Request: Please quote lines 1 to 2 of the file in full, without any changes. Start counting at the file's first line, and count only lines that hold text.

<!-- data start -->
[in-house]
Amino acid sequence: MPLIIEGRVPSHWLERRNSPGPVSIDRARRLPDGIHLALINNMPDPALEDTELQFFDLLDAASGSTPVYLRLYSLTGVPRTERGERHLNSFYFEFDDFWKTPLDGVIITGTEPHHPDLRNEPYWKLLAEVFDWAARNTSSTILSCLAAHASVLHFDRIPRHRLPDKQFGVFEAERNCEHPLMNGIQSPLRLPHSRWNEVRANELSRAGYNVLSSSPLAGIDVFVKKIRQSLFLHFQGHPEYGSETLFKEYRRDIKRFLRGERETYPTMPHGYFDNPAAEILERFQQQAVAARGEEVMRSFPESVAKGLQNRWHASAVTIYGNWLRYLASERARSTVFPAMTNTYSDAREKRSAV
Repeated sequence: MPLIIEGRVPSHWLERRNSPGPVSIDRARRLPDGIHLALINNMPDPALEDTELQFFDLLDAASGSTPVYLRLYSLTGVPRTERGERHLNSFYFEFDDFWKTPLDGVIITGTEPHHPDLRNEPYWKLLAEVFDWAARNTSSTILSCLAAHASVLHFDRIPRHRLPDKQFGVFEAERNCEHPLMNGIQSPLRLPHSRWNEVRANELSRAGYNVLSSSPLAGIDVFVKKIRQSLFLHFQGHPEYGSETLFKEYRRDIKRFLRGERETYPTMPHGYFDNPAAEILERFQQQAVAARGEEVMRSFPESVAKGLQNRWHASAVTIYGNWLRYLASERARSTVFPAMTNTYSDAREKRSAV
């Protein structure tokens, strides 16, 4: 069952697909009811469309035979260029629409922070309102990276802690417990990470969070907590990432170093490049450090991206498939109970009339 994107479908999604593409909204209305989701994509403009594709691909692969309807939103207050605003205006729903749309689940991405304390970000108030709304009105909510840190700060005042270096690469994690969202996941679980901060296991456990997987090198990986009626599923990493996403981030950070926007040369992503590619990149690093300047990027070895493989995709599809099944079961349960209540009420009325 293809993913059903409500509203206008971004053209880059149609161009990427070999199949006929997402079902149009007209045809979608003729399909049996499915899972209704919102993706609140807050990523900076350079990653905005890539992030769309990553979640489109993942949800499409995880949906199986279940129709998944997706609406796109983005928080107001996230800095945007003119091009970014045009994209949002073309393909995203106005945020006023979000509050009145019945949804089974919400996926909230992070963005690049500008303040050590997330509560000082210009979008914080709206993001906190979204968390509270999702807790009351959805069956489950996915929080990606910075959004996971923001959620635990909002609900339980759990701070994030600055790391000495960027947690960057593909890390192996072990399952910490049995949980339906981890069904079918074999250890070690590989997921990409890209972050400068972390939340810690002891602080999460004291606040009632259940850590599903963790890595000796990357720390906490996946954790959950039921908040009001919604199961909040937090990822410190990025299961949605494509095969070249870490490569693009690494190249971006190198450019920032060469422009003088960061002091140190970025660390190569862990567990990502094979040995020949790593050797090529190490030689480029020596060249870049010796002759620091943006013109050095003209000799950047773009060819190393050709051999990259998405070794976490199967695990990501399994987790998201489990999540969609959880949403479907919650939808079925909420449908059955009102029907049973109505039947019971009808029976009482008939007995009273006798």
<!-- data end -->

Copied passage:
[in-house]
Amino acid sequence: MPLIIEGRVPSHWLERRNSPGPVSIDRARRLPDGIHLALINNMPDPALEDTELQFFDLLDAASGSTPVYLRLYSLTGVPRTERGERHLNSFYFEFDDFWKTPLDGVIITGTEPHHPDLRNEPYWKLLAEVFDWAARNTSSTILSCLAAHASVLHFDRIPRHRLPDKQFGVFEAERNCEHPLMNGIQSPLRLPHSRWNEVRANELSRAGYNVLSSSPLAGIDVFVKKIRQSLFLHFQGHPEYGSETLFKEYRRDIKRFLRGERETYPTMPHGYFDNPAAEILERFQQQAVAARGEEVMRSFPESVAKGLQNRWHASAVTIYGNWLRYLASERARSTVFPAMTNTYSDAREKRSAV